The Lyon Street Steps
Pacific Heights
Sunday morning


I bike here.

My daily life without my bicycle and my coffee would be like a Martin Scorsese film without the music of the Rolling Stones.

Riding a bicycle has done a tremendous therapy to the soul and moved my eyes through a myriad of wonderful evolving events. Roaming around every single neighborhood in this beautiful city, this machine has been attached to my hip in the last many years and has built many bike lane memories and great respect for the steep street grades.

My bicycle is a French frame made by Motobecane. A local Italian family of four generations from Cow Hollow (yes, there are a ton of old school Italians in the Marina) purchased the bicycle here in San Francisco in the 70s. I am very lucky that this was passed on to me a few years ago to become the second owner. I came across the bicycle in pristine shape, considering that it had been stored in the garage of the grandpa’s house for about 15 years. I was honored and beyond excited to ride. I’m sure the Frenchie (my bike’s name) has seen plenty of time go by in the neighborhoods of this charming city and is excited to see a new generation out there, riding and challenging those damn hills.

One of my favorite streets to wake up and shake every single one of my five senses is Polk Street. There is always something happening between Market Street and North Point. It’s always nice to see when the City Hall dome changes colors — my favorite was last year when the rainbow colors across the street at the War Memorial, displayed support against Prop 8. The steam from BART underneath around McAllister could make your bicycle feel like the horse in Sleepy Hollow galloping the dark winter night away. Late nights and being hungry are good combined reasons to ride northbound on Polk street. A cheesy slice of pizza at midnight, early mornings at the bagelry and Bob’s Donuts are there when you want them, Thai food at every other corner, Indian food, garlic smells dancing around you, then the smell of drunk jocks approaching Green Street are always there to greet you anytime. Nevermind the evolving smells of the Tenderloin, fenders on my bicycle are appreciated everyday…

Speaking of senses, it wouldn’t make sense to ride my bicycle without making various fuel pit stops. This bicycle machine and its qualified 14-speed pilot function on caffeine. Planning outings with friends depending on the coffee shop near by happens by default. Tell me any intersection in the city, and I’ll let you know which coffee shop is near you and what beans. Yup, it’s like that.

Coffee has brought many good things to my life. I begin the day with coffee and often finalize my dinner with a shot of espresso. Often times I plan my routes according to coffee stops, then hills, then a second coffee stop before I eventually get to point B. I do drink plenty of coffee and I’m the first one to admit it, so it isn’t really a problem, right?

The city is very small and there are huge hills, but there is always a way around them. Go get lost outside your neighborhood, visit streets you have not been to in years, and do it often. Wanderluster by nature, I often times decide to intentionally take the longest route, if time permits it. One of my favorite random coffee outings was back in the summer. One afternoon, my friend and decided to meet up in Hayes Valley for coffee. I was in North Beach, she was in Glen Park. Linden Street was our midpoint. We then rode around and got sandwiches in my favorite sub place in the whole city at the corner of Union and Steiner. This guy, a one-man show, makes the avocado in the veggie sub look like perfectly cut sushi art. You can’t go there in a rush, and it’s worth it. Anyways, we then grabbed our food and rode to Crissy Field to eat our lunch. After we finished, we decided that it was time for more coffee and we continued our venture up to Pac Heights, rode through Laurel Heights and headed to ride through Golden Gate Park, leading to coffee stop number two, this time in the Inner Sunset. I had recently discovered a coffee shop near 17th and we sat for some more good doses of caffeine and some more chatter. Eventually we made it out to the Outer Sunset to pick up her kid from preschool and we rode back around to the Panhandle, we then split up and went opposite ways. By the time we each had reached our destinations, we had ridden about 25 miles without even thinking about it.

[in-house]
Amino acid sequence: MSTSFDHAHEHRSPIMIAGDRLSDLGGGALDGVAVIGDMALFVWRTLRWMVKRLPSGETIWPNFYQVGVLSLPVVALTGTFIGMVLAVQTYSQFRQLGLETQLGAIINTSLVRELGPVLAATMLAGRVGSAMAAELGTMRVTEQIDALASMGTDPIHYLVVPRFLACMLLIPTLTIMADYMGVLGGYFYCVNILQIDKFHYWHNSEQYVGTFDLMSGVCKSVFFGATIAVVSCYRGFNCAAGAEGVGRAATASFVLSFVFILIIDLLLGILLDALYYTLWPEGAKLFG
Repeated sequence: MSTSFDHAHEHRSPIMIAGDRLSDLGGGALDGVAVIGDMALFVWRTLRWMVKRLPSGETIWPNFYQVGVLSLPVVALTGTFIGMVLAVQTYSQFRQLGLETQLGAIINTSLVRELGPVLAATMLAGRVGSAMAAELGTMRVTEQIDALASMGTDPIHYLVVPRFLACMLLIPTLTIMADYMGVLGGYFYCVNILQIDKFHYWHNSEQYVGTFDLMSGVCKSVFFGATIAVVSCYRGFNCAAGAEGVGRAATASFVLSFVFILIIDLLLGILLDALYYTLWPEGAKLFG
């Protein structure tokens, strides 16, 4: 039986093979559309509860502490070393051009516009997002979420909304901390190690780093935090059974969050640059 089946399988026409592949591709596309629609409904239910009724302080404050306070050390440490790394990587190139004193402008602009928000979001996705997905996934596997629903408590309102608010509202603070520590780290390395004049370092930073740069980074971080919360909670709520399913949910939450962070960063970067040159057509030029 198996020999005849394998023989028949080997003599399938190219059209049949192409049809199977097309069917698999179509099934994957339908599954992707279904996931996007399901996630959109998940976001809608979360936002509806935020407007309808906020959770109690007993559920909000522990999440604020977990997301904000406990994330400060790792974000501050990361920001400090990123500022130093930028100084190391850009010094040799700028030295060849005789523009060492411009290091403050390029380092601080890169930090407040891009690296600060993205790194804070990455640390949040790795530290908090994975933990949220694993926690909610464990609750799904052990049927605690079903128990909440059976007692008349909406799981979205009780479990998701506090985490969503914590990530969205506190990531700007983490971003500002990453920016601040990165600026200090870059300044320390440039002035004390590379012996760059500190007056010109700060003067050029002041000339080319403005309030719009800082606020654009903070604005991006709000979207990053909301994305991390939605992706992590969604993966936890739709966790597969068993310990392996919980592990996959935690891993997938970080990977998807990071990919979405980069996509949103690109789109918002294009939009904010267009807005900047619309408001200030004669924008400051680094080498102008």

As I’ve said before: My bike is my shrink, best friend, conversation starter, mood enhancer, and gym. All in one, every day.



You can see the rest of Meli’s photo shoot here.

Meli’s blog is ♥Bikes And The City:



  1. Posted December 16, 2009 at 1:40 pm | Permalink

    I love Meli and love your site! On to read your other posts…

  2. Peter Smith
    Posted December 18, 2009 at 12:38 am | Permalink

    excellent tribute to Meli, the Frenchie, SF, riding, and coffay. 🙂

  3. richie rifle
    Posted December 20, 2009 at 9:56 am | Permalink

    It is always a pleasure to view bikes and the city, change your life-ride a bike and I live here-sf…and it is always refreshing to see pictures of the grogeous meli amd her lovely city…i would like a “ride a bike change your life bumber sticker”, but my bike doesn’t have a bumper…what to do…?
    Thank you for your inspiration.

Post a Comment

Required fields are marked *

%d bloggers like this: